This applies even for movies rated highly domestically and overseas.
This year has seen a move that proves to be a case in point.
We’re referring to The Sapphires.

The movie based on a true story about a band referred to as Australia’s version of The Supremes is said to be an Australian-style Dreamgirls and was awarded and highly rated when shown at international festivals such as Cannes and, rare for an Aussie movie these days, even sold overseas.
The movie featured Jessica Mauboy, one of Australia’s best-known indigenous singers, as part of a tremendous cast who worked to tell the fascinating tale of a group of indigenous women plucked from a reserve to form a band that became something of an international sensation at a time when it was still common for them to encounter discrimination in their homeland still deeply influenced by the White Australia Policy, the Stolen Generations and other aspects of its racist past.

But, The Sapphires flopped at the box office internationally, starting with failures in its first overseas markets in France and Britain.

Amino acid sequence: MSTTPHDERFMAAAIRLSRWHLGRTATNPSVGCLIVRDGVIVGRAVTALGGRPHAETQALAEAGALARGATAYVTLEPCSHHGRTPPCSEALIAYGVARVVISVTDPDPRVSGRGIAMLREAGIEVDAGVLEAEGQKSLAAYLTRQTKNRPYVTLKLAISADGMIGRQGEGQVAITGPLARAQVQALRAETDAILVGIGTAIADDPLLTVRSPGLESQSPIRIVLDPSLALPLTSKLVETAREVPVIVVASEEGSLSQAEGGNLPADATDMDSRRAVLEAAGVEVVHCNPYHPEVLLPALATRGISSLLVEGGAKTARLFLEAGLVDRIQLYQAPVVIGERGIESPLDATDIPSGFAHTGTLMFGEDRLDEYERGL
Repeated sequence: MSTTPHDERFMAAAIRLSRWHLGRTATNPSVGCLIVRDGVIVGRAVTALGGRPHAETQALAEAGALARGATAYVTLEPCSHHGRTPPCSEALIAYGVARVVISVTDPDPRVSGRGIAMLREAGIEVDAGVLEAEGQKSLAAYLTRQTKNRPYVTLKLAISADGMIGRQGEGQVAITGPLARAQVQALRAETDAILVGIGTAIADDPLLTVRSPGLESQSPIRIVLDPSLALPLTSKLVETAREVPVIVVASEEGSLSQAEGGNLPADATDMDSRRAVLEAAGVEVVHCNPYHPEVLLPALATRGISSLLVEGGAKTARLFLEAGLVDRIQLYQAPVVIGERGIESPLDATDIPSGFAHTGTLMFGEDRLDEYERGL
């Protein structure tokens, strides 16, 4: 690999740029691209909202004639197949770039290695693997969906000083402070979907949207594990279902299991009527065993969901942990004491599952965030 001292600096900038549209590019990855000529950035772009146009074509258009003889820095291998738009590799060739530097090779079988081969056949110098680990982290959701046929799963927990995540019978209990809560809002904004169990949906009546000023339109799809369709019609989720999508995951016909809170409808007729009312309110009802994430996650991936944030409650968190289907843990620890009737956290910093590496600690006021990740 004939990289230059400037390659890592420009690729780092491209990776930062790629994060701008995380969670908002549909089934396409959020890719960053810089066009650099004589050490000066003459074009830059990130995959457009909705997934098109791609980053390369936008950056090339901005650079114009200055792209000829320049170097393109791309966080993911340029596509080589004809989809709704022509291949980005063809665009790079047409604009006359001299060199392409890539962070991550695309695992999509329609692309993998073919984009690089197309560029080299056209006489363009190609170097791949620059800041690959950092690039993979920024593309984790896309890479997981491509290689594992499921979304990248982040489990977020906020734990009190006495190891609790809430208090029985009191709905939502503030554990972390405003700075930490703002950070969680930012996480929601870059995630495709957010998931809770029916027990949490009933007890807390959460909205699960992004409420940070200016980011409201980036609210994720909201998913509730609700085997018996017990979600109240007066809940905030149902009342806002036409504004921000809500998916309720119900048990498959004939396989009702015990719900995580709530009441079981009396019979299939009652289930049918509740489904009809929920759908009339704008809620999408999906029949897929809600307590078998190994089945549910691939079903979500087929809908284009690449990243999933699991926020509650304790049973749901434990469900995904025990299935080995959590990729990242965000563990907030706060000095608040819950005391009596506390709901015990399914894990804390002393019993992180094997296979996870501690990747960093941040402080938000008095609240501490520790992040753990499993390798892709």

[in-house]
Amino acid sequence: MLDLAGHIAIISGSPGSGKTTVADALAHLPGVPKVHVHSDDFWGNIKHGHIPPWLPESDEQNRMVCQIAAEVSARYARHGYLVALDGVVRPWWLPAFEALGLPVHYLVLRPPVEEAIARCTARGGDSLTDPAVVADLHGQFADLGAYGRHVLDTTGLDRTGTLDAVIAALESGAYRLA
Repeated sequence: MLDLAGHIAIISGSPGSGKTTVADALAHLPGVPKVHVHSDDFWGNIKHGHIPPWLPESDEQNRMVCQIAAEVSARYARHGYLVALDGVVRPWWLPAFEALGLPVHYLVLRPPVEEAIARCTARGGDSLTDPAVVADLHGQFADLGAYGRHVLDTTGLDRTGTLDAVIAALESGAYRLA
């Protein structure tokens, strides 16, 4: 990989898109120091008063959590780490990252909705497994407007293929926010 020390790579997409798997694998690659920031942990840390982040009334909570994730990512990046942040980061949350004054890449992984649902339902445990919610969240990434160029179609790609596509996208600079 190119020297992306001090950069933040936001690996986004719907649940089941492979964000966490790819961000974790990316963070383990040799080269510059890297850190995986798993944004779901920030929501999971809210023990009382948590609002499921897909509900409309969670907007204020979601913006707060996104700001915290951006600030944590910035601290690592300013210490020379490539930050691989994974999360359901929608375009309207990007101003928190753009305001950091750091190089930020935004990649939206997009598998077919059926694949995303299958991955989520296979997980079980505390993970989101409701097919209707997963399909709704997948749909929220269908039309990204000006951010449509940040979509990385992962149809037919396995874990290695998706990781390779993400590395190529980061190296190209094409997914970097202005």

And it’s not even planned for release in Japan.


Children in Yuendumu, NT

Children in Yuendumu, NT

English is now Australia’s most commonly used language, but there are also still dozens of indigenous Australian languages that are native tongues for many people living Down Under.
And many indigenous Australian languages have for tens of thousands of years used sign language as well, the most famous example being that used in the Warlpiri language used in the remote central Australian desert, centering on the community of Yuendumu.
Including the Warlpiri, these sign languages are often the result of taboo practices, where custom forbids certain members of tribes speaking to other members. The sign languages developed as an alternative to verbal communication.
A bilingual English-Warlpiri sign in central Australia.

A bilingual English-Warlpiri sign in central Australia.

Many Warlpiri speakers and other indigenous Australians maintain their traditional lifestyles even today, ensuring these sign languages are retained even as their languages are threatened by the dominance of English.
Warlpiri and other northern Australian indigenous languages have strongly influenced the area’s use of a form of Auslan, the Australian Sign Language that targets the hearing impaired.

Manyu-Wana, a Children’s Program in Warlpiri